Wall Street's strong two-day rally could extend for another day, as U.S. futures reverse early losses and move higher. The major averages are coming off their largest two-day gains since early January, with the Dow now up for three straight days and the S&P 500 and Nasdaq posting their first back-to-back gains in three weeks. Both the S&P 500 and Nasdaq would break four-week losing streaks if current trends continue. (CNBC)
* Stocks gain as oil recovers ground (WSJ)
The markets are getting ahead of themselves in their expectations for the Federal Reserve to make cuts to its key interest rate, according to UBS Chairman Axel Weber and Goldman Sachs President and Chief Operating Officer John Waldron. "I think the market has overpriced the amount of rate cuts that the Fed is likely to do," Weber said. (CNBC)
On today's economic calendar, the Labor Department issues its weekly report on initial jobless claims at 8:30 a.m. ET, along with revised first quarter productivity figures and April trade deficit figures. The European Central Bank will hold a regular policy meeting, issuing its post-meeting statement at 7:45 a.m. ET. (CNBC)
Networking equipment maker Ciena (CIEN), home builder Hovnanian (HOV), food producer J.M. Smucker (SJM), and retailers Signet Jewelers (SIG) and Michaels Companies (MIK) will be out with quarterly earnings this morning. Beyond Meat (BYND) will issue its first quarterly report as a public company after today's closing bell, with DocuSign (DOCU), Guess (GES), Vail Resorts (MTN), and Zumiez also out with their numbers. (CNBC)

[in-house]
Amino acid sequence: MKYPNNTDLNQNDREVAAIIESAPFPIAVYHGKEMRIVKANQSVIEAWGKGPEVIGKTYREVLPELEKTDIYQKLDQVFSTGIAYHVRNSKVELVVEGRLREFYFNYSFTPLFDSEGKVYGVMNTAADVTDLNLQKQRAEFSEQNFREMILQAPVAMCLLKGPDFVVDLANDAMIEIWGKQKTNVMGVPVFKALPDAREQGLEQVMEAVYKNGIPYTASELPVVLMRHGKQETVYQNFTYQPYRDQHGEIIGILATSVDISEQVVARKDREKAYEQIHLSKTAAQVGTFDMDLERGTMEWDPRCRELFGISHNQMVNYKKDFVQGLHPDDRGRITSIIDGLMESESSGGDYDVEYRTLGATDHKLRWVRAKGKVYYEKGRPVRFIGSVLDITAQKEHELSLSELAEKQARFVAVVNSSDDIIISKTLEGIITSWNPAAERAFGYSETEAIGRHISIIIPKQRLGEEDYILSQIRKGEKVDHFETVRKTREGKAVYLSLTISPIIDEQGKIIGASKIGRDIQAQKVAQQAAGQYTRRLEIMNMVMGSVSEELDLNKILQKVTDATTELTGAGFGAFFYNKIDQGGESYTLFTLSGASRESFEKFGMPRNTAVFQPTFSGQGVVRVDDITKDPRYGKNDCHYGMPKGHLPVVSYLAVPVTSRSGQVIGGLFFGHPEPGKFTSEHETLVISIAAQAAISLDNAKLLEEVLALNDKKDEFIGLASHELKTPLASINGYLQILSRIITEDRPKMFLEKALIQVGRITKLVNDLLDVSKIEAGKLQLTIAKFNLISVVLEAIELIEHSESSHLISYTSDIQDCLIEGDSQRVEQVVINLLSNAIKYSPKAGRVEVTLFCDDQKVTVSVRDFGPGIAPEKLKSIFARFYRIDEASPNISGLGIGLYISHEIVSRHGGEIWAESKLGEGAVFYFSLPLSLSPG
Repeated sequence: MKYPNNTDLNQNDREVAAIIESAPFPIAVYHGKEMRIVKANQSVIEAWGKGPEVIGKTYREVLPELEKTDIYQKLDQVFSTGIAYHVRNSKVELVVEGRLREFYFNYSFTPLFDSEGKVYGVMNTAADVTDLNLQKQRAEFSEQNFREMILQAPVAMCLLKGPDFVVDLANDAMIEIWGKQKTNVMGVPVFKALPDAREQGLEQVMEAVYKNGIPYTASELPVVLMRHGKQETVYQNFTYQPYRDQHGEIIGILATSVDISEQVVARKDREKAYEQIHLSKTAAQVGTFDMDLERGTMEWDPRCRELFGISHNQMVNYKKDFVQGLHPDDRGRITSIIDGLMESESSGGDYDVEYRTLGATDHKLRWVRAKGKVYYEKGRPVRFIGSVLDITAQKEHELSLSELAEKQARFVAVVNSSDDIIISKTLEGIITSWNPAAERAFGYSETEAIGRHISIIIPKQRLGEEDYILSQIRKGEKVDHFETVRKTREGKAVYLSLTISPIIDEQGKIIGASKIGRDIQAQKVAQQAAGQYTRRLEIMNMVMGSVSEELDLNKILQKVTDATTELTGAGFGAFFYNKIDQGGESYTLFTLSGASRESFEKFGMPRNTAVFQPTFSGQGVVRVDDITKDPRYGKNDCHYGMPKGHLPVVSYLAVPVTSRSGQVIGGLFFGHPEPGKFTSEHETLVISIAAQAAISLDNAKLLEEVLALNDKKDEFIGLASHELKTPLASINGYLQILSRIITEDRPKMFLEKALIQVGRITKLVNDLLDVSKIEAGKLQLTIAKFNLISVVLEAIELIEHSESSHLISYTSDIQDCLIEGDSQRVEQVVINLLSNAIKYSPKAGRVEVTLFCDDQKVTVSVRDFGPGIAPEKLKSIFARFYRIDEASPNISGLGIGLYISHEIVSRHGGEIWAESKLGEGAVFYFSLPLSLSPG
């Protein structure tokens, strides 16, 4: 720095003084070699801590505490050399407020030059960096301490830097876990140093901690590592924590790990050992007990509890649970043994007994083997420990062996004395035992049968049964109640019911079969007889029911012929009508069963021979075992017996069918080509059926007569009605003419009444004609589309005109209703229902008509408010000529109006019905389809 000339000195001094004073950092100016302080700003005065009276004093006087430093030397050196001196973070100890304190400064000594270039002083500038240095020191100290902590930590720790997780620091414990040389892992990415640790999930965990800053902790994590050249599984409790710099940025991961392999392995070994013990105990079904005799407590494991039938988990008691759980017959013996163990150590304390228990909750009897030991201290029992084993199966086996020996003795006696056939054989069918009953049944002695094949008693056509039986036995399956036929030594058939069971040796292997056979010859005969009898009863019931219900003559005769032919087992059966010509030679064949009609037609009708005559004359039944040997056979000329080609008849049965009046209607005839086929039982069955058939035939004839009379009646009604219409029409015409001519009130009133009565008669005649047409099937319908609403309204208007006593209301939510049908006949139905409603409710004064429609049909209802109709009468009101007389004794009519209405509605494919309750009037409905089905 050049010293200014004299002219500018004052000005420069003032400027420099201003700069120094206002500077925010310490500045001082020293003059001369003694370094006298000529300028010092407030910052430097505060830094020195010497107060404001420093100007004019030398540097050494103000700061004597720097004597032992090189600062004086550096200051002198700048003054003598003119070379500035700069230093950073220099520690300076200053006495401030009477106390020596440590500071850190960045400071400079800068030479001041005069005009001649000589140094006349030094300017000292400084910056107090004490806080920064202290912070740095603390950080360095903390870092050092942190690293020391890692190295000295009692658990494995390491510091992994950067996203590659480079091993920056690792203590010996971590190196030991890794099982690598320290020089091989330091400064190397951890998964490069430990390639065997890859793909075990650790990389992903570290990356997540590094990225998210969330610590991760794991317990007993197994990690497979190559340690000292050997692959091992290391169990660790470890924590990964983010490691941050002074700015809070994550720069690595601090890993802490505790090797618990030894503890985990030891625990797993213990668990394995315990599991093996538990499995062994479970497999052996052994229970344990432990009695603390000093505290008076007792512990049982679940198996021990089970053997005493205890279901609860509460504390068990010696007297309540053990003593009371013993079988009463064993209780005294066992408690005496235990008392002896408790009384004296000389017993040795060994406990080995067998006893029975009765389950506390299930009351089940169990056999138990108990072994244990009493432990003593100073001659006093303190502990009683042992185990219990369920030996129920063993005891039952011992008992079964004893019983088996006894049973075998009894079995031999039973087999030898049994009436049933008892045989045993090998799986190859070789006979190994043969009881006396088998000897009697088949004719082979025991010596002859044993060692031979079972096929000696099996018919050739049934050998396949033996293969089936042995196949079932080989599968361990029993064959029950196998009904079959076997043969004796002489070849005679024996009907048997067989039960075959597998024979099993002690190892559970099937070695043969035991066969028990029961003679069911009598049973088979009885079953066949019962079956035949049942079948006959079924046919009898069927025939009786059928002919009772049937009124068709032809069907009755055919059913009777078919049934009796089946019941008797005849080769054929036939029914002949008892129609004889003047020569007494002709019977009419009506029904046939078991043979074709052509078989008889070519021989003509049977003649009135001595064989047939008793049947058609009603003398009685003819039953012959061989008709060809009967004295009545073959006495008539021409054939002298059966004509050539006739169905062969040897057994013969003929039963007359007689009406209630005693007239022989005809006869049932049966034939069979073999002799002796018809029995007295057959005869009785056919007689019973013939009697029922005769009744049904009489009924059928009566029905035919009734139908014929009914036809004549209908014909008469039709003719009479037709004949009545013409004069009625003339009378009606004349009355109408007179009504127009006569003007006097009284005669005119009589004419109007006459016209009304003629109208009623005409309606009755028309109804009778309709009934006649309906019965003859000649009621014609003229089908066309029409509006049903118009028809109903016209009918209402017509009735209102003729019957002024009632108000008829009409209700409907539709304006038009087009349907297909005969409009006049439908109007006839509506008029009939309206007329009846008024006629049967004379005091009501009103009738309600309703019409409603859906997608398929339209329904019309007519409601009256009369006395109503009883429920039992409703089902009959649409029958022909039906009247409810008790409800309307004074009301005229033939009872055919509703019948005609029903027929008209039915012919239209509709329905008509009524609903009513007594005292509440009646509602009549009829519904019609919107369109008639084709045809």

* Evercore ISI initiates Apple with an outperform rating, saying its stock will 'grind higher' (CNBC)
President Donald Trump told reporters today that tariffs on China could be raised by another $300 billion if necessary. "But I think China wants to make a deal and I think Mexico wants to make a deal badly," he said on his way to France. (CNBC)
* Trump's Mexico tariff threat worries US farmers already pummeled by China trade war (CNBC)
* US-Mexico negotiators fail to reach a deal on tariffs, immigration; Trump says talks will continue (CNBC)
Some 200 Mexican officials blocked the advance of about 1,000 Central American migrants who were walking north along a southern Mexico highway, once again showing a tougher new stance on attempts to use the country as a stepping-stone to the U.S. And new figures released showed illegal border crossings have risen to a seven-year high. The numbers come as the White House is looking at Mexico to crack down on border security. (AP, NY Times)
Secretary of State Mike Pompeo said in a closed-door meeting last week that Venezuelan opponents are difficult to keep together and the U.S. efforts have been more difficult than publicly disclosed. "Our conundrum, which is to keep the opposition united, has proven devilishly difficult," Pompeo said in an audio recording obtained by The Washington Post.
Fiat Chrysler (FCAU) withdrew its merger offer with Groupe Renault (RNO), and people close to the negotiations are pointing the finger at what they described as meddling by the French government.The two companies, less than three hours earlier, were preparing to issue a joint statement that said the merger plans were going to move ahead after receiving approval from the Renault board. (CNBC)